If I asked: ‘Who are you?’ how would you respond?
I could give different answers depending on who I was talking to. I remember one Christmas when I was being interviewed as part of a church service: ‘Hi, I’m Mandy, son of Don and Janet,’ I proudly announced. There was a silence before laughter erupted from the congregation, while I wondered what I’d said to cause such amusement.
Later on, I defined myself according to my job or my church ministry: medical secretary, mobiliser, Sunday school teacher, youth leader. My security was in who I was but since I defined myself by what I did, I only felt secure as long as I had a job or ministry.
But then in 2010, I became ill and ended up losing my job. We had recently moved to a new church, so I had no ministry and the illness kept us from getting involved. I also lost long-term memories as a result of being ill. It was a scary and bewildering time. When you lose your memories, you’re not sure who you are anymore. Thankfully, God stepped in and healed me. But I still had no job or ministry and since I’d always used what I did to define who I was, I went through a confused period of feeling precious and loved because God had healed me while also feeling insignificant and without worth because I had no idea who I actually was.
This was highlighted to me when I volunteered to be part of the small reception team in the church office. Julie the team leader organised a ‘getting to know you’ lunch and suggested that we went round the circle to introduce ourselves. I panicked. The other volunteers were mostly students and all younger than me, and I didn’t want to look a middle-aged numpty in front of them. But I was completely blank. Who was I? It was getting closer and closer to me. My palms were sweating. Then the young woman sitting next to me said that she was a housewife. Oh the relief, because I fit that category too. Without looking at anyone, I softly said: ‘I’m Mandy and I’m a housewife.’ Ordeal over.
It wasn’t until last year when Penny, my pastor’s wife, gave me a sheet of statements entitled: Who I am in Christ, that I began to have any idea who I was. Penny advised me to read that sheet aloud every day.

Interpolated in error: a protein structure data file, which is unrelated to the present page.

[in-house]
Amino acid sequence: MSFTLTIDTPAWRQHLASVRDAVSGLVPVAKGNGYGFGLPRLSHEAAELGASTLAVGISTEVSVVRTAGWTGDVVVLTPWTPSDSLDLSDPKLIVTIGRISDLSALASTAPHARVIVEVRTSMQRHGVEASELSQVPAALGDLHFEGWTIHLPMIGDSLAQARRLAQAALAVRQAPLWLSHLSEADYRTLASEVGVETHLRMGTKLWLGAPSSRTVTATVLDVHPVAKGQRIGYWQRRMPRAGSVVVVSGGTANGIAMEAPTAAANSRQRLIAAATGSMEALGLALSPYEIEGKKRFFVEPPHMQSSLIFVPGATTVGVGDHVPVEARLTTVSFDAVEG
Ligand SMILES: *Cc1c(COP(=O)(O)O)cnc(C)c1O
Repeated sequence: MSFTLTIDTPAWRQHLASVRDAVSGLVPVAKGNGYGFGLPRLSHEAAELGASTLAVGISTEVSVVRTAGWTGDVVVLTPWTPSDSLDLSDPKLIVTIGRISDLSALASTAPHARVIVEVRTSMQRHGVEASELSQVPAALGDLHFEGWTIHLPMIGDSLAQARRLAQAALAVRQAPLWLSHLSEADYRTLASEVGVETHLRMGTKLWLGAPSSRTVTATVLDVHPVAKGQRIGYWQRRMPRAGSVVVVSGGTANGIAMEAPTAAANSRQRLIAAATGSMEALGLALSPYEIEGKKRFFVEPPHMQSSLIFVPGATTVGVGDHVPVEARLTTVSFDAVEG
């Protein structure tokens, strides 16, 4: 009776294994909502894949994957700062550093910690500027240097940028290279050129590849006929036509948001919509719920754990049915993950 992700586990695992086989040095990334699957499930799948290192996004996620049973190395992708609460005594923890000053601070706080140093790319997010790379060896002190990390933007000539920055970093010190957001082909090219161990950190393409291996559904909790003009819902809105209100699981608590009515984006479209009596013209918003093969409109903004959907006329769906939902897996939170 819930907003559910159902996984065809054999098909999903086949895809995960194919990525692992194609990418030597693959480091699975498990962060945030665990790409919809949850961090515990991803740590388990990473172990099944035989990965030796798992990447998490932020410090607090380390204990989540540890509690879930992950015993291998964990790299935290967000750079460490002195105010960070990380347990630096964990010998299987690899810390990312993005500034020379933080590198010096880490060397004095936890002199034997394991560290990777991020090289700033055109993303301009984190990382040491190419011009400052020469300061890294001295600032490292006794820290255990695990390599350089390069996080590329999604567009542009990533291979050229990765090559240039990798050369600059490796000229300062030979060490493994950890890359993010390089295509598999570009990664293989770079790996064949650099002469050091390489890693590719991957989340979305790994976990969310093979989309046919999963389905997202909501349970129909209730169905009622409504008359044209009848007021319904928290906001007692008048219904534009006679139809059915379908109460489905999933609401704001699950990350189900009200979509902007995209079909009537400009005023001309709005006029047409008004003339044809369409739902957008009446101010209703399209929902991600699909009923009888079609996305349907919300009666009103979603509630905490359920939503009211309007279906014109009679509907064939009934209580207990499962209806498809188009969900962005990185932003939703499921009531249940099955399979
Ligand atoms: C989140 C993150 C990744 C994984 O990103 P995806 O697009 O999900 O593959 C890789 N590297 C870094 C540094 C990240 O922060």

A quick glance told me that it didn’t reveal anything new. It was all things like:
I have been made right with God.
I am a child of God.
I am tenderly loved by God.
I am chosen by God, holy and dearly loved.
These were all truths I had been taught from birth. Ordinarily, I might have cast that sheet aside thinking that I knew it. But God was dealing with some deep issues and consequently I felt fragile. So I read those statements aloud each morning.
Right from the first reading I realised I only believed about half the truths listed on that sheet. Head knowledge of many years had never dropped into my heart. The words I am tenderly loved by God and I am chosen by God, holy and dearly loved were just words, nothing more. Did God love me? Had He chosen me? He loved and chose other people, but surely He didn’t mean me?
During the following weeks and months as I read those statements of truth aloud daily and looked up the Bible verses from which they were taken, the Holy Spirit gradually dropped head knowledge into my heart.
But it wasn’t an easy process. There were tears (lots) and doubts, I was angry, I even thought I’d lost my faith for a couple of weeks. It was hard to accept that God loved me. It was a huge struggle in fact.
I was learning the hard way that if your identity is in what you do or what you have, then that sense of who you are is pretty fragile and can be lost – as was mine through the illness. Our identity must be anchored in something more secure, in something that can never fail or be lost, in Someone bigger than us.
Image used courtesy of Mister GC at freedigitalphotos.net.